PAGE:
If you look at an fMRI when the brain is experiencing suffering, either from a physical stimulus or a social one, you’ll see two main areas light up: the anterior insula and the anterior cingulate cortex. They’re located right behind your forehead. As scientists have shown, both romantic breakups and social rejection trigger responses in these two areas, an indication that pain isn’t localized to any so-called “pain center” in the brain, but spreads itself across multiple regions that react to a variety of stimuli.
In a study published in Psychological Science, new research looks at this blanketing effect and takes it a step further to learn how positive emotions may also get blunted. Psychologists call this dual reactivity to one factor “differential susceptibility.” Based on the evidence, acetaminophen appears to wipe out not just negative feelings, but any emotional sensitivity a person may have.
Way and his colleagues conducted two experiments for their study. The first involved 82 people, half of whom took a Tylenol pill while the rest took a placebo. After waiting 60 minutes for the drug to take effect, each person saw 40 images — a mix of disturbing, pleasant, and neutral. These included shots of malnourished children, a cow grazing, and babies playing with cats. Each participant rated the photos on a scale of -5 to 5 for their relative negativity and positivity. Then they looked at them all again, this time rating their own emotional reaction to the photos.
What the team found was that the acetaminophen group had a much weaker reaction to the images, regardless of whether they were pleasant or unpleasant in nature. They rated the photos as less extreme objectively and claimed to have less of an emotional response to them.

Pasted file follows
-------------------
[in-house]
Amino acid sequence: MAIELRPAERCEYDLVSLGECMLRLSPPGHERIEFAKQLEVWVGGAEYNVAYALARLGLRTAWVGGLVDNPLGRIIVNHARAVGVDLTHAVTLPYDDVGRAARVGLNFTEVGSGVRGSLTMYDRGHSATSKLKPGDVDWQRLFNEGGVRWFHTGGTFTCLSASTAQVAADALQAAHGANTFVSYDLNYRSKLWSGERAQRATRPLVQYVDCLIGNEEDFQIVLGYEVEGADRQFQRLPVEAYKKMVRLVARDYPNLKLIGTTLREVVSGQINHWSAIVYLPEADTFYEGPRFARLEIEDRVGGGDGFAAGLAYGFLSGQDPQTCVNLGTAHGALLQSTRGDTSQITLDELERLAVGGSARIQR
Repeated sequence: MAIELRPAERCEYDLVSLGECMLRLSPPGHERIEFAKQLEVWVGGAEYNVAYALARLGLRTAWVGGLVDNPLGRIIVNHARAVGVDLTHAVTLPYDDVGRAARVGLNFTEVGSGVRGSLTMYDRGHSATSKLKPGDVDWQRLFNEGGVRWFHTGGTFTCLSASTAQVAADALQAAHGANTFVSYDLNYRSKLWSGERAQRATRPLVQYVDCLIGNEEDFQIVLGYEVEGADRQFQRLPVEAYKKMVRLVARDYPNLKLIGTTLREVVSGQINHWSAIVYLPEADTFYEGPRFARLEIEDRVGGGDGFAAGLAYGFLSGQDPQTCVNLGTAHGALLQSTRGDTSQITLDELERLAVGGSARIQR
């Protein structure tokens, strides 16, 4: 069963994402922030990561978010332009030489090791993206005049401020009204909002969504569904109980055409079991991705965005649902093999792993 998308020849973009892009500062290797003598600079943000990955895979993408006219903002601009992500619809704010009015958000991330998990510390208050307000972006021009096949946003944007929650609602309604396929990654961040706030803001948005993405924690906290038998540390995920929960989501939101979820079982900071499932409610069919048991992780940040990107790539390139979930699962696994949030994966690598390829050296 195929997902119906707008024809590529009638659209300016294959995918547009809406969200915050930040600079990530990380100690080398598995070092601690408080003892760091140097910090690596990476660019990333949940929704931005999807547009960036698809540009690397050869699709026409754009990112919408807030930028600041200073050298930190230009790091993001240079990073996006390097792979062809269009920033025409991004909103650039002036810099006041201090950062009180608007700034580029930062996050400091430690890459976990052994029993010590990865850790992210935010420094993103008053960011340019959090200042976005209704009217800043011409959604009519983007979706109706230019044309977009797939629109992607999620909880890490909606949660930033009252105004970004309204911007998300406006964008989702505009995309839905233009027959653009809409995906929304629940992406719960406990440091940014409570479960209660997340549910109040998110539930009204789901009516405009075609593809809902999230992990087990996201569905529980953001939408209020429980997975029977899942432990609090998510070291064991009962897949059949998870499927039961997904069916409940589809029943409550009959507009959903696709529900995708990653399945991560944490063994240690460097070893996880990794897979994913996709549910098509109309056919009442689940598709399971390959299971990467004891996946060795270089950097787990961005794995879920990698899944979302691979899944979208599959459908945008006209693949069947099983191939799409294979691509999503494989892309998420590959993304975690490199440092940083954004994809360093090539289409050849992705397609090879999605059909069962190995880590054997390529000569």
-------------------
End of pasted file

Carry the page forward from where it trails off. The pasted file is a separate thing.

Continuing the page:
Thinking the effect could be due to a change in perceived magnitude, not the overlap between brain regions governing pain, the team conducted a second study. This one involved 85 people and proceeded exactly the same as the first, except this time around people reported how blue the photos seemed. If the Tylenol group saw less blue in addition to the other findings, the team thought, the neural mechanisms might be different.
But, the intensity of blue had no effect. Differential susceptibility seemed to rely on the acetaminophen only going after sensitivity, not some general perception of extremes. In part, this reinforces what other psychologists have already found. In 2010, for instance, scientists put subjects on a Tylenol or placebo regimen for three weeks and took fMRI scans shortly afterward. Again, in the anterior cingulate cortex and anterior insula, they found“acetaminophen reduced neural responses to social rejection in brain regions previously associated with distress caused by social pain and the affective component of physical pain.”
The new study, however, throws something of a wrench in the gears when it comes to understanding. They still don’t know whether ibuprofen or aspirin, two other pain relievers that work through similar mechanisms in the body, will yield the same effects. Also, the specific reason acetaminophen has dulling effects overall, not just on negative feelings and sensations, is still unclear. Way implicates several possible factors.
“Multiple chemical processes are affected by acetaminophen, including altering serotonin levels in the brain, levels of inflammation in the brain, and levels of cannabinoids in the brain,” he said. “We don't know which one is responsible at this point.”
According to the Consumer Healthcare Products Association, 23 percent of Americans take a product containing acetaminophen on any given week. Whether people with greater emotional sensitivity could reduce those feelings with a regular Tylenol regimen is still a pending question, Way says. However, he concedes acetaminophen is still a drug, which can create long-term health problems with overuse.
Source: Durso G, Luttrell A, Way B. Over-the-Counter Relief From Pains and Pleasures Alike: Acetaminophen Blunts Evaluation Sensitivity to Both Negative and Positive Stimuli.Psychological Science. 2015.